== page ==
Convicted cult leader Winrod purchases Kulm school

ABC WDAY TV-6 News/August 16, 2017

By Angeline McCall

Kulm, North Dakota -- The granddaughter of a convicted cult leader is warning people in Kulm, North Dakota Gordon Winrod may be re-establishing a sect in their community.

The 90-year old Winrod was just released from prison after serving 10 years for abducting and brainwashing six of his grandchildren in the mid 90's.

This old building, dating back to 1924, has been vacant for about a year.

"I just wish it wouldn't have been here," said Wendell Carlson of Kulm.

That is until it was purchased in June by Gordon Winrod's daughter.

Winrod served 10 years in jail for kidnapping his grandchildren.

"I read bad stuff about him and what his words are about Jewish people. When I hear this it bothers me," said Carlson.

His granddaughter Shannon made a Facebook post as a warning to people in the area saying to 'Hide your kids. Hide your wives,' saying Winrod 'is a predator and his followers are dangerous.'

"He's here for a reason, and I don't think that reason is good," said Carlson.

WDAY reporter Angeline McCall spoke to Gordon outside of the school. He wouldn't go on camera but says he's currently using it to teach his beliefs. He self-proclaims that he is against Jews.

People in town say they saw 50 people lining up right out front. One woman said the people were dressed in what looked like prairie clothes and even some women were wearing bonnets.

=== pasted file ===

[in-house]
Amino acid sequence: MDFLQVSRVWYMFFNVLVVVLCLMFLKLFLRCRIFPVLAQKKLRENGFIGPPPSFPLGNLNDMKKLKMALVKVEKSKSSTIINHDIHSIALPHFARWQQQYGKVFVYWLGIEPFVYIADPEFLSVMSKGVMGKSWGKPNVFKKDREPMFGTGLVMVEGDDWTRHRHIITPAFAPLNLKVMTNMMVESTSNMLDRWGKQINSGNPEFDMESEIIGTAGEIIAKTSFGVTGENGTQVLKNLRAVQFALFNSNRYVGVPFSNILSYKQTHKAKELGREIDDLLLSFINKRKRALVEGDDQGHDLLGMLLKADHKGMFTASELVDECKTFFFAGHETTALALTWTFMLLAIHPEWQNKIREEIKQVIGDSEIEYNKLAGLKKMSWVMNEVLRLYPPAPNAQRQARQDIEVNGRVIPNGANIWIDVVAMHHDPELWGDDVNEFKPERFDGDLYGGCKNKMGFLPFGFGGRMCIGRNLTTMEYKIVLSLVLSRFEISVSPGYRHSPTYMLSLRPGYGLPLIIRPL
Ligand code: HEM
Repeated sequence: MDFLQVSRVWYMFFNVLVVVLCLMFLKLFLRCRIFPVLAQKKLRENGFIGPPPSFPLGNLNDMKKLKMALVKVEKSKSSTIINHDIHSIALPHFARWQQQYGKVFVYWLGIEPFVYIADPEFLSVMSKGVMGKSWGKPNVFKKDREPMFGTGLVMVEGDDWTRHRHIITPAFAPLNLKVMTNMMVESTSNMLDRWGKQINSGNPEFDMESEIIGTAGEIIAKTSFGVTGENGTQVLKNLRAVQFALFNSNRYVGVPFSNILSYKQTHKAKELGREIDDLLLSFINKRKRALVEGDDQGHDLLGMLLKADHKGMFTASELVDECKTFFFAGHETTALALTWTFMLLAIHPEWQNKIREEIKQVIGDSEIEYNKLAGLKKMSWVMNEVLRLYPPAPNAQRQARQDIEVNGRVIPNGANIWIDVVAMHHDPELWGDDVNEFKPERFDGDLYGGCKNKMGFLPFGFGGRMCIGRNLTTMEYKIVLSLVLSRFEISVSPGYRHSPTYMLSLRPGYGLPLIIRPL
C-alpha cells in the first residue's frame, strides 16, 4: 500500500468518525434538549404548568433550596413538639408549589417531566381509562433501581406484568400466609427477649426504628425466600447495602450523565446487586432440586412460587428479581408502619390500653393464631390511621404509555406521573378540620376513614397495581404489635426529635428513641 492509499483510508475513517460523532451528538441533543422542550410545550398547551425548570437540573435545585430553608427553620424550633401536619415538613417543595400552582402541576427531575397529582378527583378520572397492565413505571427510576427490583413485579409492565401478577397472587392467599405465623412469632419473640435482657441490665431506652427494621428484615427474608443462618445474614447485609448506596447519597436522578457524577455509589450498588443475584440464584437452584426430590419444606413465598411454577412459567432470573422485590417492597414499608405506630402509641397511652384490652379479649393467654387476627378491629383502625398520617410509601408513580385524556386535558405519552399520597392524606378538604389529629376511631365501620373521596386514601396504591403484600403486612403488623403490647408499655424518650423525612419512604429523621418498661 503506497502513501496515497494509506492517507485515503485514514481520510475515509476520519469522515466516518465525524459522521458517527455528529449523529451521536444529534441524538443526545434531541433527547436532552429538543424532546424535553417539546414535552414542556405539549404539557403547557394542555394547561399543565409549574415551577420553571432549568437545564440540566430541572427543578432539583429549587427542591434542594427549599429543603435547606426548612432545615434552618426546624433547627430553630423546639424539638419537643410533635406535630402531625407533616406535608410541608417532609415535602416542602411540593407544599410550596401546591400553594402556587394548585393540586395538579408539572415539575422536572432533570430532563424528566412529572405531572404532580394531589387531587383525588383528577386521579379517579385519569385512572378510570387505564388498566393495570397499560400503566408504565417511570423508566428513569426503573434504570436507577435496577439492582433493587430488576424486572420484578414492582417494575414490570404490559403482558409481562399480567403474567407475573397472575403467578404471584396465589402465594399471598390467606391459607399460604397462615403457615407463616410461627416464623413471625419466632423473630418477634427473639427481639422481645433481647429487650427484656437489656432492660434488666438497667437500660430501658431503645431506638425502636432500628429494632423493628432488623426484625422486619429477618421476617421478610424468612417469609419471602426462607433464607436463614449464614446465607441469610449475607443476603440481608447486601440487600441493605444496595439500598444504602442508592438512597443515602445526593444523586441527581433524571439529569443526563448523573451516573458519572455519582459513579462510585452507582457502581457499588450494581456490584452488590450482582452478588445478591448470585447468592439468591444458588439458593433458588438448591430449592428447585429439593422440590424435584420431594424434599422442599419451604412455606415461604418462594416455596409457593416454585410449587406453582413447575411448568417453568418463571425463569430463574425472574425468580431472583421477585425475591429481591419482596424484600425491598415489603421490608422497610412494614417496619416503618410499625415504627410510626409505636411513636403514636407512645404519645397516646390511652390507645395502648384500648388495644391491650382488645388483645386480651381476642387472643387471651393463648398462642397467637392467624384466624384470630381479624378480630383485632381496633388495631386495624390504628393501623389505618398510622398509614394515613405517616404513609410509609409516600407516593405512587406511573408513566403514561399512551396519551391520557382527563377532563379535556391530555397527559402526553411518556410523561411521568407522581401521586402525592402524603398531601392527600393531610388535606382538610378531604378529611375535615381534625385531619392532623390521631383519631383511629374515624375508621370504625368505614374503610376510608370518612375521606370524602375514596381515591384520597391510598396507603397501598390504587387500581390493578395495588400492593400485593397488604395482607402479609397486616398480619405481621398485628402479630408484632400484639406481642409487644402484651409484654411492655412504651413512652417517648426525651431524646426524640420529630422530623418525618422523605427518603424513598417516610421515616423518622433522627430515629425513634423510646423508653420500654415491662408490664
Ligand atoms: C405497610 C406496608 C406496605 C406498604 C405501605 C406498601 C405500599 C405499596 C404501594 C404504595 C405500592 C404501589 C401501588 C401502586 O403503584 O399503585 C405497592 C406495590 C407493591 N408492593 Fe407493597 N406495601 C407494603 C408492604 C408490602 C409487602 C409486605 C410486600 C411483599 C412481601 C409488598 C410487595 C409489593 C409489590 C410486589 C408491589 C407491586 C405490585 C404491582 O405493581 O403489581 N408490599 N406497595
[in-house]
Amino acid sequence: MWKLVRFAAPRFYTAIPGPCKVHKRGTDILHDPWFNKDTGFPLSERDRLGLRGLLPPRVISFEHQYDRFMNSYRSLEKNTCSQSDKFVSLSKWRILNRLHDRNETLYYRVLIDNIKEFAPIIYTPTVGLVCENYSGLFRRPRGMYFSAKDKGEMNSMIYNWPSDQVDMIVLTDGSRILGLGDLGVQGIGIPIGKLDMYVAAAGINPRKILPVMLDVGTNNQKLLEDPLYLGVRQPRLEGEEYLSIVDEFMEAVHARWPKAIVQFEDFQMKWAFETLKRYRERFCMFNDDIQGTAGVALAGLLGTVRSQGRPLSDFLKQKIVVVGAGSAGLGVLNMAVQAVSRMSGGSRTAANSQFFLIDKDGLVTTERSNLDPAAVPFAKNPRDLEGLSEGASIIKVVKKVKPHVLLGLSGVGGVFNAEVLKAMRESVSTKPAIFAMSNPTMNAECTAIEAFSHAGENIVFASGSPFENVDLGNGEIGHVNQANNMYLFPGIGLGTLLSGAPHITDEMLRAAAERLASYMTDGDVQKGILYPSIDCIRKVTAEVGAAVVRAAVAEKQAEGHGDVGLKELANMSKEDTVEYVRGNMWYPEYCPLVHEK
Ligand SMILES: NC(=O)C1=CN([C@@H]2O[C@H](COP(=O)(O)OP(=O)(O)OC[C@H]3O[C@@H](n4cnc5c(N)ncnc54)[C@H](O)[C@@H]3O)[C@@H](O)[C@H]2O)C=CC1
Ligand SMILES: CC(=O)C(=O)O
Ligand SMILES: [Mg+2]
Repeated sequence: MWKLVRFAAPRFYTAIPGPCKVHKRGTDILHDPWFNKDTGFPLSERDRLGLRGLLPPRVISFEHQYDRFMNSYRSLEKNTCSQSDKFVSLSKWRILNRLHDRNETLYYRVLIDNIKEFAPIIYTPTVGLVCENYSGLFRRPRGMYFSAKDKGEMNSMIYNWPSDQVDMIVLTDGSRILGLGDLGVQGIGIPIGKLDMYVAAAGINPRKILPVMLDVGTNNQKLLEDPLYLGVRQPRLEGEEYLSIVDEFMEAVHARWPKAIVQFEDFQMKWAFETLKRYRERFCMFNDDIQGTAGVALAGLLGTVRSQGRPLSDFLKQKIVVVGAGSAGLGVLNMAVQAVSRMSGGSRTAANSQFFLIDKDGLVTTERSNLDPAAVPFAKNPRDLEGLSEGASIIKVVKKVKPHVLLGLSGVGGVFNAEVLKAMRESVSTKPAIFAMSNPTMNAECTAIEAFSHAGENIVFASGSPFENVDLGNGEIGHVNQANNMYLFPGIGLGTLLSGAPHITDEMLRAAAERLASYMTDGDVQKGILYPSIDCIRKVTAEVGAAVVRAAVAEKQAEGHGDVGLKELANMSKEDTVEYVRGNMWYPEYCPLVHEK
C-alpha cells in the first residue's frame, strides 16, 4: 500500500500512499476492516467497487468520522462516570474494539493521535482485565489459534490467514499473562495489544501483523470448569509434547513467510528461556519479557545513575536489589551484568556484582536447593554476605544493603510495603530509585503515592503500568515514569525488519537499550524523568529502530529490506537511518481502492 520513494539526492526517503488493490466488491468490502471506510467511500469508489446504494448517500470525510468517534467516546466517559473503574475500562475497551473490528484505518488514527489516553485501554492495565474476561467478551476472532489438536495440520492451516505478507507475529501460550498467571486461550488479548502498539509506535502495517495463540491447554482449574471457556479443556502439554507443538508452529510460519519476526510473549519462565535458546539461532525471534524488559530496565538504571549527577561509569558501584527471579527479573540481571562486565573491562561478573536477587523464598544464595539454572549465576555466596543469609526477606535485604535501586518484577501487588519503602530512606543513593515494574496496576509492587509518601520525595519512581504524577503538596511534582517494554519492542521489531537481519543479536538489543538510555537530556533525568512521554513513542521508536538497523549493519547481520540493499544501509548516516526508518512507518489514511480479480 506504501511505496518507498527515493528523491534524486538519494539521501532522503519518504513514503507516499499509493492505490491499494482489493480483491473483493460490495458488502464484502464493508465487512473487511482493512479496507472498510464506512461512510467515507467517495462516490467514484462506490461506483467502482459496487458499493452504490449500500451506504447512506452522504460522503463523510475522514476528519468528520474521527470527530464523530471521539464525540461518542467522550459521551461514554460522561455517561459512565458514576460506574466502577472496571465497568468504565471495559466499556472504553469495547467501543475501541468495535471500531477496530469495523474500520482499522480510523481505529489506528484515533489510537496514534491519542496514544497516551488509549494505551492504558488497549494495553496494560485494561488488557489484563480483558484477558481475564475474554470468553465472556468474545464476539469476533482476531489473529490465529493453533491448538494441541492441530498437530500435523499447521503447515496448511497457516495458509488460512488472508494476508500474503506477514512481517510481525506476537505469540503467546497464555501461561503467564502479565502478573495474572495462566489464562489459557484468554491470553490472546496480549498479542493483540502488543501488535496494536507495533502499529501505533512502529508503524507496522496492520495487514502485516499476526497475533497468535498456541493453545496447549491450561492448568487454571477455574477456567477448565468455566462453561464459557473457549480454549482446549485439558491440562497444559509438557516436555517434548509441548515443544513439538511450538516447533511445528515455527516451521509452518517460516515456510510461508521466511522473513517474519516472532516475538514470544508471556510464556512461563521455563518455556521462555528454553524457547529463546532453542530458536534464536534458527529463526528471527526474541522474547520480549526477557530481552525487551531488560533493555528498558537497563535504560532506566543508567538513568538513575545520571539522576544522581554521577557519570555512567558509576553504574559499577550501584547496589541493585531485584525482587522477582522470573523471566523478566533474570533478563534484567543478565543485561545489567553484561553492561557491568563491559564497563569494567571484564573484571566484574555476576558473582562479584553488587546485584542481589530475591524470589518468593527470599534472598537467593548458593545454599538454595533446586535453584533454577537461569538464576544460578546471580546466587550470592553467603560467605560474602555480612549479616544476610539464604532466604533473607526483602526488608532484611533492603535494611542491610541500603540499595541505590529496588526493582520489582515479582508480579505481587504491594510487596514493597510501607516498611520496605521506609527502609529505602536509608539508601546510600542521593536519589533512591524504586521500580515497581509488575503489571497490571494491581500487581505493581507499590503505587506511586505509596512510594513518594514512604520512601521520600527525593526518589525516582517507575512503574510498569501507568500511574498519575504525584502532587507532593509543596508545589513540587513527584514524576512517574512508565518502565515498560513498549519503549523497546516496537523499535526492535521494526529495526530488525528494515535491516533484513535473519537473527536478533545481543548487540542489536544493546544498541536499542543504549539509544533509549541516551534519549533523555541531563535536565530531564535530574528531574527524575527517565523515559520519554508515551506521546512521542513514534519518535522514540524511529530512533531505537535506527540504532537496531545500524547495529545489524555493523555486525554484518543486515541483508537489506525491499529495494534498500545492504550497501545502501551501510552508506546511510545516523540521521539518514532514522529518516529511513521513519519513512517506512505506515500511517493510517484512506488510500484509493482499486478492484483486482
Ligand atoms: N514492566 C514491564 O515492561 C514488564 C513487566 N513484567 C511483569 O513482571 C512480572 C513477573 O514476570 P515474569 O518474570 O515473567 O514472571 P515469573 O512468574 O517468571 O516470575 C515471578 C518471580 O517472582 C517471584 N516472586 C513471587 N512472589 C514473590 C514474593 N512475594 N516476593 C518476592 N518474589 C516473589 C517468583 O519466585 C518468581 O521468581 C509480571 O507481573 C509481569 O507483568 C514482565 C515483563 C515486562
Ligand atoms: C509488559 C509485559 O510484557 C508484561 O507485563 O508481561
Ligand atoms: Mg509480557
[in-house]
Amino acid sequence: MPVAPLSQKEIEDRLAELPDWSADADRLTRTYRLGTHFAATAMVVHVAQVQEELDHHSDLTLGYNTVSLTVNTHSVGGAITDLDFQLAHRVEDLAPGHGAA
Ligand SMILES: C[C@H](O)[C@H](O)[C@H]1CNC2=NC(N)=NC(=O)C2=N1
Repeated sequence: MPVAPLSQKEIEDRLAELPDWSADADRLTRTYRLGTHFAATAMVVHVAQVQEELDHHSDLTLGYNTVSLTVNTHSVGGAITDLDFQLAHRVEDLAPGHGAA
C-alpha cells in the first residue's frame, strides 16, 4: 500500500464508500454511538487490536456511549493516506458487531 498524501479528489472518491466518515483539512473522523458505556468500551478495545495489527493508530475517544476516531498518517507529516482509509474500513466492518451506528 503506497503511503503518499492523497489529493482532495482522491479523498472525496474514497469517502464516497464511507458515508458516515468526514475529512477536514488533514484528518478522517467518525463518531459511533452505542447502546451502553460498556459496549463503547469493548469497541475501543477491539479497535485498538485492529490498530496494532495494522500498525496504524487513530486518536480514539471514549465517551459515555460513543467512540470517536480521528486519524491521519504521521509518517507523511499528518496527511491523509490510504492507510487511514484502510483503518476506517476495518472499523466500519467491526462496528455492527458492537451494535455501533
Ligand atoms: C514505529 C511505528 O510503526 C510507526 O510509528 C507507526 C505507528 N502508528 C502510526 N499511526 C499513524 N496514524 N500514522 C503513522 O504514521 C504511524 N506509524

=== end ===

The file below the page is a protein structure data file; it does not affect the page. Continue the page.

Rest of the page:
And city council members say people are hoping history doesn't repeat itself.

"There are a lot of memories from several years ago when their family was involved in some unfortunate

circumstances. I think some people have some memories from that and are rightfully concerned," said Josh Gackle Kulm city council member.

For now, people say they'll keep an eye on this building.

"Our community, they will stand together. I just pray that everything is going to be okay," said Gackle.

And keep their fingers crossed that things will stay quiet in this small North Dakota town.

Council members say they weren't aware of the family connection to Gordon Winrod when the school was purchased.

They also say the family has not made it clear what the building will be used for.

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